Socioeconomic health differences in the Netherlands are large, complex and persistent (Bosma, 2014; Jansen, 2017; VTV, 2014). Extra effort for increasing the health of low educated people is necessary (WRR, 2017). The workplace seems to be a good starting point to improve the health of low educated employees: 39% of the Dutch working population is low educated (Statline, 2017). Even though low educated employees are more at risk for poor health, they hardly participate in workplace health interventions (Meershoek et al., 2011) and when they do participate they tend to profit to a lesser extent (effectiveness of these programs is lower for them; Burdorf et al., 2016). It seems plausible that the inverse care law (the higher educated people profiting more from health care services than the low educated; Hart, 1971) also applies to occupational health interventions (cf. Kooiker, 2011; Koornstra & Acda, 2017; Meershoek et al., 2011). This is explained by a mismatch between these interventions and programs on the one hand, and the health literacy, needs, circumstances, adverse working conditions, resilience, general level of skills and knowledge of low educated employees on the other (e.g. Koornstra & Acda, 2017; Rademakers, 2014; Van Lenthe & Beenackers, 2017). In addition, low educated employees do not consider lifestyle as a domain that is completely disentangled from other life domains, such as work, leisure time, social and private life (Bosma, 2014). Interventions that target too narrow may thus not fit to the reality of this group of employees, and realities may differ across organizations (Houkes et al., 2015). There seems to be a discrepancy between the needs of low educated employees and existing interventions. Thus, interventions need to be better tuned to the needs of this target group, who should have a say in the intervention development in their organization. Therefore, this project aims to develop the generic MAISE-toolkit for organizations to support the development and implementation of health promotion interventions aligned to the needs of low educated employees (first objective). We aim to develop this toolkit in cooperation with two to four organizations deploying low educated employees. Employers and low educated employees will be represented in one or two expert groups which will advise on the development of the MAISE-toolkit. The toolkit consists of (1) needs assessment tools; (2) intervention development tools; (3) implementation tools. This classification of tools is based on the intervention mapping approach (Bartholomew et al., 2011). The entire toolkit will be tuned to the target group. Each organization can choose their own tools and develop their own specific interventions. For the needs assessment, the MAISE (MAastricht Instrument for Sustainable Employability; Houkes & De Rijk, 2017) is proposed. MAISE is a questionnaire that taps employee opinions on their health and influencing factors, developed in earlier (ZonMw funded) research on employee perspectives on workplace health. MAISE will be complemented with other questionnaires. As part of the proposed research, the necessity to adapt MAISE to lower educated employees will be studied and MAISE will be adapted accordingly. Tools for intervention development and implementation tools will be dialogue-based. It is expected that interventions will be much more effective when employees themselves are truly involved in the problem analysis and development of tailor-made interventions (Zoller, 2003). Starting a dialogue between employees and their employers is crucial in this respect (Francis et al, 2013; Cabot, 2003; O’Brien et a. 2004). The toolkit will be used in two or three different organizations to develop and implement interventions tailored to the lower educated employees (second objective), and the processes of development and implementation as well as the effects of the interventions in these organizations will be evaluated according to a ‘case-study’ design (each organization being one case) by means of qualitative (interviews, participating observation) and quantitative methods (repeated administration of MAISE, monitoring, checklists), including a budget impact analysis (third objective). In order to get an overview of the conditions in which the approach adopted in this project works best, the two or three cases included in the evaluation will be compared with each other with regard to all aspects included in the evaluation.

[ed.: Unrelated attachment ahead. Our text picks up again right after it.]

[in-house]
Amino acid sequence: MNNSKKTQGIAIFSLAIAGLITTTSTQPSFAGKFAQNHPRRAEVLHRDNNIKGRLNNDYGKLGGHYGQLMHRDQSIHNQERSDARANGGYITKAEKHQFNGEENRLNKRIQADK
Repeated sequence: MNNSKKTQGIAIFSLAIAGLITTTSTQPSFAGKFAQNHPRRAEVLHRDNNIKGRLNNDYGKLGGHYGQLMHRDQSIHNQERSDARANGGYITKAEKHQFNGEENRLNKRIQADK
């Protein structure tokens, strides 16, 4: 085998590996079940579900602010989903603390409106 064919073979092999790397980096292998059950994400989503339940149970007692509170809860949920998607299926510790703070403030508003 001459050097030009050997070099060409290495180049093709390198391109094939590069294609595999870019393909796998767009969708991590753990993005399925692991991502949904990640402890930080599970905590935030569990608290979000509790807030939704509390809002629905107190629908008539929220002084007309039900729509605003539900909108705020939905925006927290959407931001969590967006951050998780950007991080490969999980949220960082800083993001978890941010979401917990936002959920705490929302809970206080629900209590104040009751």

Please see appendix for a Dutch summary of this project.